How to Calculate Run Time With AH Rating
Alright! We’re getting closer to choosing the perfect battery for you. Next up: check the AH rating.
AH rating stands for “Amperage Hour rating”.
This is easily one of the most important specs of batteries. The higher the AH rating, the longer the battery life. Go for the highest AH rating possible in your budget.
Knowing your AH rating also allows you to accurately estimate how long your battery will last. It’s quite technical, so let me break it down for you in layman’s terms.
You can picture your AH rating as the “fuel capacity” of your battery. Divide this number by your motor’s amperage draw (check your motor’s specs for this number), the result will be how long your motor can run in hours.
Example: A 120AH battery powering a 30amp trolling motor can run for 4 hours – 120AH / 30amps = 4 hours.
Can’t find your motor’s amperage draw?
You can also use the wattage. Divide your motor’s wattage by its volts (let’s say 12), you’ll get its amperage draw.
Example: 360 watts / 12 volts = 30amp.
With this, you never have to guess how long your battery can run. If you combine a 120AH battery and a motor using 360 watts, you know you can go for at least 4 hours (if you’re good at math, that is).
High-end trolling motors have battery meters, so you don’t have to worry about this.
But if yours doesn’t, you DO NOT want to take your chances. Trust me, running out of battery in the middle of the sea is the last thing you want. So keep this trick in mind.
The Best Trolling Motor Batteries
By now, you should have a good idea of what you’re looking for.
Need more help? Here are my top picks for each battery type.
1. Wet-Cell Batteries
Wet-cell batteries are the most common, but it’s difficult to buy them online. Remember, they spill. Shipping is a big problem because of this.
For wet-cell batteries, your best bet is to head to your local battery shop and buy it there.
Don’t want to? You can check out the Trojan SCS200.
|Size:||12.7 x 6.7 x 9.75”|
The Trojan SCS200 isn’t your ordinary wet-cell battery. It’s a flooded battery, which keeps it running longer than its counterparts.
It costs more than traditional wet cells due to its high AH rating. At 115amps, you can keep your motor running for a long, long time.
That said, you will need to maintain it properly. Regular water checks and cleaning will prolong its lifespan by far. So don’t forget these.
Should you get one?
It’s hard to say. Wet-cells are great because they’re supposed to be affordable. This one costs quite a lot.
It does perform better than other wet-cells, but you can already afford an AGM with its price.
2. AGM Batteries
If you have more to spend for quality and longer life, AGM is your best choice.
These are much better than wet-cells, and they’re not too expensive either (unlike lithium).
|Size:||7.68 x 5.12 x 7.09”|
Need a small, lightweight battery? Casil’s CA12350 is a great choice.
Sure, 35AH isn’t a lot. But for smaller motors, a great day at the lake doesn’t need more than this.
Plus, it only weighs 25 lbs., allowing you to bring more gear along.
You can mount it in any position without worrying about spilling. It is, after all, an AGM battery.
That said, this battery won’t do for bigger, more powerful motors. For these, you’ll need something like the…
|Size:||9.02 x 5.43 x 9.06”|
For stronger motors and bigger boats, the Weize LFP 1255 is here for you.
Yes, it is heavier and bigger than the 12350, but its 55AH rating lets you cruise longer.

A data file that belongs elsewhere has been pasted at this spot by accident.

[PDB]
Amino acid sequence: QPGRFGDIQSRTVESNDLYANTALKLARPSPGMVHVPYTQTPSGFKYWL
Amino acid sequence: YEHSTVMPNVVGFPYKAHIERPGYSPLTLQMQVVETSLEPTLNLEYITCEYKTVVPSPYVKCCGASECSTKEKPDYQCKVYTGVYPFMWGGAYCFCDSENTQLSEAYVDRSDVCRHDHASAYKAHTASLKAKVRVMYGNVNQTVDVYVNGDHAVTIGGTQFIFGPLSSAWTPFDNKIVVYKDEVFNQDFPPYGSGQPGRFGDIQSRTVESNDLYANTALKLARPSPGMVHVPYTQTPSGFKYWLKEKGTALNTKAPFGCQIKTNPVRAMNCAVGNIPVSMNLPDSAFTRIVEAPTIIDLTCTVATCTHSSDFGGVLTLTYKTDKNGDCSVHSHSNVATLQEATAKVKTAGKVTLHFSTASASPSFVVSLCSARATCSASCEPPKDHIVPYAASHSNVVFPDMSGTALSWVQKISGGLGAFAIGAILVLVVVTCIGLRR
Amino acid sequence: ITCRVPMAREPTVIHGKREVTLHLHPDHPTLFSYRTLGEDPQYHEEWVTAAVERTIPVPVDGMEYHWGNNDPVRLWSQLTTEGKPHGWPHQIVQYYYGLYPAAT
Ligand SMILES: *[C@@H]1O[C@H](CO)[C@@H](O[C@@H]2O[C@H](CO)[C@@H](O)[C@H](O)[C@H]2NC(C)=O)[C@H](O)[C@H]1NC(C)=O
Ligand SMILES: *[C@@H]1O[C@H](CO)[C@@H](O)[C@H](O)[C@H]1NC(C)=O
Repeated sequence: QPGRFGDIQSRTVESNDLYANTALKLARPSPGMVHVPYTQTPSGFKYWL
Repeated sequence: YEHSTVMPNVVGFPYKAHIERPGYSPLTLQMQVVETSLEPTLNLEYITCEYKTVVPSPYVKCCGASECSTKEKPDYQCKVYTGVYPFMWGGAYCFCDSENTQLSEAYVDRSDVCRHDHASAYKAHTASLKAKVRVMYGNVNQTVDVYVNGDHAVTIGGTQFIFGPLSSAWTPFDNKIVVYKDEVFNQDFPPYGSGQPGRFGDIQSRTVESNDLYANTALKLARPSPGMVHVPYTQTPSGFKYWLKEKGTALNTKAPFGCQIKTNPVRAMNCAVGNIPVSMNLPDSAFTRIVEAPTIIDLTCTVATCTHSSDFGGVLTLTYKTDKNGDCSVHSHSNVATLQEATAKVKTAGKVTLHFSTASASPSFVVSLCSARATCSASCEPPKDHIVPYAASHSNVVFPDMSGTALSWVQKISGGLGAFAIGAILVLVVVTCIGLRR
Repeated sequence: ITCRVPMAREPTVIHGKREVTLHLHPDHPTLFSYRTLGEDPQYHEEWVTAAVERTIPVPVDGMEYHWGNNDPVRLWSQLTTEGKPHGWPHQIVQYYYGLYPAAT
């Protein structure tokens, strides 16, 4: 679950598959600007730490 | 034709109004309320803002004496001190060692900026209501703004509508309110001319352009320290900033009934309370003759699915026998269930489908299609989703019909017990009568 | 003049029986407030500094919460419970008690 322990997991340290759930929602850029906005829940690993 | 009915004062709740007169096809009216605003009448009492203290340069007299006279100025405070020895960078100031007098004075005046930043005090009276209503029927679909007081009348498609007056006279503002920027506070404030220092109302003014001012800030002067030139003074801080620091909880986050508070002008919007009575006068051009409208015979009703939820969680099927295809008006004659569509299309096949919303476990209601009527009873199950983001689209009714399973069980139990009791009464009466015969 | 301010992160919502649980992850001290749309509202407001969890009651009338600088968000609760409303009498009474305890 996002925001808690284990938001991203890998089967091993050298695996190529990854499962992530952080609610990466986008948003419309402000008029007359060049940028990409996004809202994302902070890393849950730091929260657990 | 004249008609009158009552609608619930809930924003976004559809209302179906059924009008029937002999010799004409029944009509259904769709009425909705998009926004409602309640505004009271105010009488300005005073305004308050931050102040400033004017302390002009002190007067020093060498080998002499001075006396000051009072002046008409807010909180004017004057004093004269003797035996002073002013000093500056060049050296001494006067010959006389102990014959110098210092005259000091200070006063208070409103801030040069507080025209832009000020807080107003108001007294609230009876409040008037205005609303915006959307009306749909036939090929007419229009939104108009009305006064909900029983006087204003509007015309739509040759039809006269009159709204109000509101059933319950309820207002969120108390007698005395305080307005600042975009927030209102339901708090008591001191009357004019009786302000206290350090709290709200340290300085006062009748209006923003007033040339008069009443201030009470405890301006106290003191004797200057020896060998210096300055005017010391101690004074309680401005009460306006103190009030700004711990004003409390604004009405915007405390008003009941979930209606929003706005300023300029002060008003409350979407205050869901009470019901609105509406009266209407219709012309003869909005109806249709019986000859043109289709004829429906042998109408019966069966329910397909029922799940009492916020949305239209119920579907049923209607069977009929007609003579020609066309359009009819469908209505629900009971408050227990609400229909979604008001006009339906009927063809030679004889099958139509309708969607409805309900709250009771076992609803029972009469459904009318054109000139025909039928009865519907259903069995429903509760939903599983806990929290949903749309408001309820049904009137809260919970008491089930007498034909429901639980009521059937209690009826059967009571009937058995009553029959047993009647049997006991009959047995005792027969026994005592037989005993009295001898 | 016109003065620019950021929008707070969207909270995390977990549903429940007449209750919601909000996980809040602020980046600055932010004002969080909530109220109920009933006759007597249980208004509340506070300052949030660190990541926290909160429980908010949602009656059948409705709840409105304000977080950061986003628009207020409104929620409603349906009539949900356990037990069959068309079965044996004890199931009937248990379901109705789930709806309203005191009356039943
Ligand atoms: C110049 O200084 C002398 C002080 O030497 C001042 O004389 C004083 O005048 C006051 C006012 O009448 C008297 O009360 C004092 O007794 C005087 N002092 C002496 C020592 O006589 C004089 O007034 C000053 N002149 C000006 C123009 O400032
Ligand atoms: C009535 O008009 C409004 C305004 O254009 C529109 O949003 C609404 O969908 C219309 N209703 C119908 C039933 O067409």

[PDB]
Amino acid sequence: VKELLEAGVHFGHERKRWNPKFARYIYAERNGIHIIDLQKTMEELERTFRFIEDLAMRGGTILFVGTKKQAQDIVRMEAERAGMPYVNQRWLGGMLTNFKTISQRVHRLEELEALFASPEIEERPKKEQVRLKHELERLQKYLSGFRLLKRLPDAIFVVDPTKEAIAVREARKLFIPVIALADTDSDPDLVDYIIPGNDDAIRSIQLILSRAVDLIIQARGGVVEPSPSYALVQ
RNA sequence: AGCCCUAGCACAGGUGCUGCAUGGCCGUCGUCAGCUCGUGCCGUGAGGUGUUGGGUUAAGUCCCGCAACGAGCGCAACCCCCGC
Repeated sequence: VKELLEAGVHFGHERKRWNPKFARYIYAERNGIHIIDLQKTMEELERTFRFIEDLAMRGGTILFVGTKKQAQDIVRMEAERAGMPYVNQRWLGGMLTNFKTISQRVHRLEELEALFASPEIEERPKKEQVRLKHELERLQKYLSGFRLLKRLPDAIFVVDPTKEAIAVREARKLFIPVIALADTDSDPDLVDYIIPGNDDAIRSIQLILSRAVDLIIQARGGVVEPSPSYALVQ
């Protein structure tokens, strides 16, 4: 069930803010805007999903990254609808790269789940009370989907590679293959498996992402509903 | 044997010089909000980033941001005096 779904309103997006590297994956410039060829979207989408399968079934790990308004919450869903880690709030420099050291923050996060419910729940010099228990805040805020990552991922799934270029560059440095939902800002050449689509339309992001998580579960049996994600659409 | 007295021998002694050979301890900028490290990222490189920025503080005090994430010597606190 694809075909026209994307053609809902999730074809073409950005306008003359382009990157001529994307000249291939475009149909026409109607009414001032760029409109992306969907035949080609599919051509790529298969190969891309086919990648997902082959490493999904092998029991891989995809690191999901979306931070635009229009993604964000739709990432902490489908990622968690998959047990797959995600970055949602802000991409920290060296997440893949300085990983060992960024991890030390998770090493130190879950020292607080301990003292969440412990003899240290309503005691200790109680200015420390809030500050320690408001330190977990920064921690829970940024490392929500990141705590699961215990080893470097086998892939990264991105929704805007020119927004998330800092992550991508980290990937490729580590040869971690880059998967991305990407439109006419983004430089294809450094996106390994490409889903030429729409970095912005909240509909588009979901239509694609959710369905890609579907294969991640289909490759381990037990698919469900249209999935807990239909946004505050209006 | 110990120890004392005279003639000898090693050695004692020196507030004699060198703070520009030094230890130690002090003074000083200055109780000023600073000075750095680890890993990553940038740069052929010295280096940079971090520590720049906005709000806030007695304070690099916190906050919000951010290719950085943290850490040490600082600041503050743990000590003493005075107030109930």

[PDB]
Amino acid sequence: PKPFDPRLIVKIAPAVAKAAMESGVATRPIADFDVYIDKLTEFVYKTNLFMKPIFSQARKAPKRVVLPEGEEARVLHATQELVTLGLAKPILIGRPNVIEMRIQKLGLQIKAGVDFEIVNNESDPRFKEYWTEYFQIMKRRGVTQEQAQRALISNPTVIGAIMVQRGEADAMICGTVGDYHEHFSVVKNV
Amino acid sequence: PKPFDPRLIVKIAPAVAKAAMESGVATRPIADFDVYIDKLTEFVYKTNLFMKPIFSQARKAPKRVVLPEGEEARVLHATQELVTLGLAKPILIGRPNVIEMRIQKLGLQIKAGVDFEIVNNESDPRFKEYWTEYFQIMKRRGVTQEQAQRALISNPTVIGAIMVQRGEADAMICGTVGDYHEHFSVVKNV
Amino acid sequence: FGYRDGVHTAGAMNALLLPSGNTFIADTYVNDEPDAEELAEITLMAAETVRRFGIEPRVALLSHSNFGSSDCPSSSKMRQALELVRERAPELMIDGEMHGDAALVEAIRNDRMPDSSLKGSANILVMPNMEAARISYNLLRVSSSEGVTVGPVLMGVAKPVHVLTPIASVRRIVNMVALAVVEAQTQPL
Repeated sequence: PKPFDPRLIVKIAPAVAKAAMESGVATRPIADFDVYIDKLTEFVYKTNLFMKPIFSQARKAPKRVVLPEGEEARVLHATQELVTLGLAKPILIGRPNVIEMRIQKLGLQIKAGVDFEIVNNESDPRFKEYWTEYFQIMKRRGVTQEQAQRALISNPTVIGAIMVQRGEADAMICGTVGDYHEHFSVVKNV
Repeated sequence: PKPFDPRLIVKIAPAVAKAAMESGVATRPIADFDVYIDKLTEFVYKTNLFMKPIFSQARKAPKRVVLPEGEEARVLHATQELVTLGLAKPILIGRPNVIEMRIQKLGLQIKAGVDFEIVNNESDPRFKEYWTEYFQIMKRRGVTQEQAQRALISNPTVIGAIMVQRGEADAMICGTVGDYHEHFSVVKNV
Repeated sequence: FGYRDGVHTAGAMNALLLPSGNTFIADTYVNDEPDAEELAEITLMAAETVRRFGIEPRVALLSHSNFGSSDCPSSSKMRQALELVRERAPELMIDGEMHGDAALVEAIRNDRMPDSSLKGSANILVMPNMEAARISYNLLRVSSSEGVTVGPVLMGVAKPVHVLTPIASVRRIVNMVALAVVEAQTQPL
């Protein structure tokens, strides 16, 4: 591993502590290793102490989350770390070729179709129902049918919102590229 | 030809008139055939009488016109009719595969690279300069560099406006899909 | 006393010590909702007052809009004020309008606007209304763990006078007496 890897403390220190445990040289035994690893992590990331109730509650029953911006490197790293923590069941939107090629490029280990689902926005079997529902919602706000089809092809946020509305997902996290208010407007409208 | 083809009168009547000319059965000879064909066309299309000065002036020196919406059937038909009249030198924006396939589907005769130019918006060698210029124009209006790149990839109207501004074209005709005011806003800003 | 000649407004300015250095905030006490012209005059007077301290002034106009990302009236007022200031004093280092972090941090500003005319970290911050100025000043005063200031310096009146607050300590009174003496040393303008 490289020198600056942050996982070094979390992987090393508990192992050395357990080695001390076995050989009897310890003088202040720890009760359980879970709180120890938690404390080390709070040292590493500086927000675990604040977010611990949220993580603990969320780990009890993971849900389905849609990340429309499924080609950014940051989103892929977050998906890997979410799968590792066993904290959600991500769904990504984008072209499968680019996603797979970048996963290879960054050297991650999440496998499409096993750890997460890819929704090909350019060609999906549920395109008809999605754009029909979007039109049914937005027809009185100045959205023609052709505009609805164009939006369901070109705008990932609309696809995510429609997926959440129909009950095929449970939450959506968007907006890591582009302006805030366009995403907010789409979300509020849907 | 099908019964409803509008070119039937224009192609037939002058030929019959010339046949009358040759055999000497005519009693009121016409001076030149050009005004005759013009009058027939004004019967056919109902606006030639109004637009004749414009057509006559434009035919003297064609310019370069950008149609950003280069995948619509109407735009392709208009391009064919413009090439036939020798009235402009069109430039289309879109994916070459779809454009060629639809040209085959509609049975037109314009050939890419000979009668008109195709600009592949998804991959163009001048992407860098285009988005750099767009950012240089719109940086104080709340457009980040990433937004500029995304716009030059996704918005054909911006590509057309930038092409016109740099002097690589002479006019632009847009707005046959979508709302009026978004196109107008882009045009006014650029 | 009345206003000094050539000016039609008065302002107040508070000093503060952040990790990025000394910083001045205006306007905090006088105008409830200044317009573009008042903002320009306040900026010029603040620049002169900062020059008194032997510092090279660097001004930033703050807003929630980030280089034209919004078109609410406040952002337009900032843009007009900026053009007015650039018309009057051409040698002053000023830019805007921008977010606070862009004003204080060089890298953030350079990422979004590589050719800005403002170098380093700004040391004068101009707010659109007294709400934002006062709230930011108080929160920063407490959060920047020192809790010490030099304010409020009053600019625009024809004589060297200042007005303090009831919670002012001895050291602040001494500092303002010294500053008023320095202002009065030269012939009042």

Its shape isn’t standard – it has a taller dimension – but it can fit in most battery mounts without any problems.
Still want more Amp Hours? Go for the…
Mighty Max ML100-12
|Size:||12.17 x 6.61 x 8.31”|
Now we’re talking serious boaters here.
There’s not much to say here – you already know the benefits of AGMs.
One thing though: this battery is quite expensive. But if you’re looking for that long-lasting 100AH battery, this won’t be a problem at all.
|Size:||12.9 x 6.8 x 8.7”|
Last but not least, the VMax SLR 125.
It’s big, it’s heavy, it’s expensive, but once you see how long it lasts, you’ll find it’s well worth it.
But be careful! At 75 lbs., a lot of lighter inflatable boats can’t carry these. Check your boat’s limits before buying.
This isn’t the highest AH rating you can get – there are other AGMs with more. But for trolling motors and recreational boating, it’s unlikely you’ll need them. The Vmax SLR125 will provide you with everything you and your trolling motor could ask for.
3. Lithium Batteries
Not satisfied with your AGM batteries? Go for lithium.
Remember, these are very expensive – much more than AGMs. And I’ll say it again… to me, you don’t need lithium batteries for a trolling motor.
But if you insist, here are some of the best lithium batteries around.
Renogy Lithium-Iron Phosphate
|Size:||7.8 x 6.5 x 6.7”|
Just by glancing at the specs, you can see how lightweight lithium batteries get. It’s half the weight of AGM’s with the same AH rating!
And that’s not all.
Lithium batteries can live two-times longer than wet-cell batteries. AGMs can’t live as long as them either.
Plus, they’re slower to discharge when not in use (more on this later!).
Sounds great… doesn’t it?
Well, it is. But once you see the price, you’ll understand why very few people use these for trolling motors.
Mighty Max ML100-12Li
|Size:||12.99 x 6.77 x 8.66”|
Mighty Max produces both AGM and lithium batteries. By comparing the two, you can see how much better lithium batteries are.
Scroll up, you’ll see the AH rating is the same, the size is the same (pretty much), but the weight is cut in half!
Like Renogy’s lithium battery, the ML 100-12Li also has all the advantages of lithium batteries. It lives longer and it discharges slower than AGMs.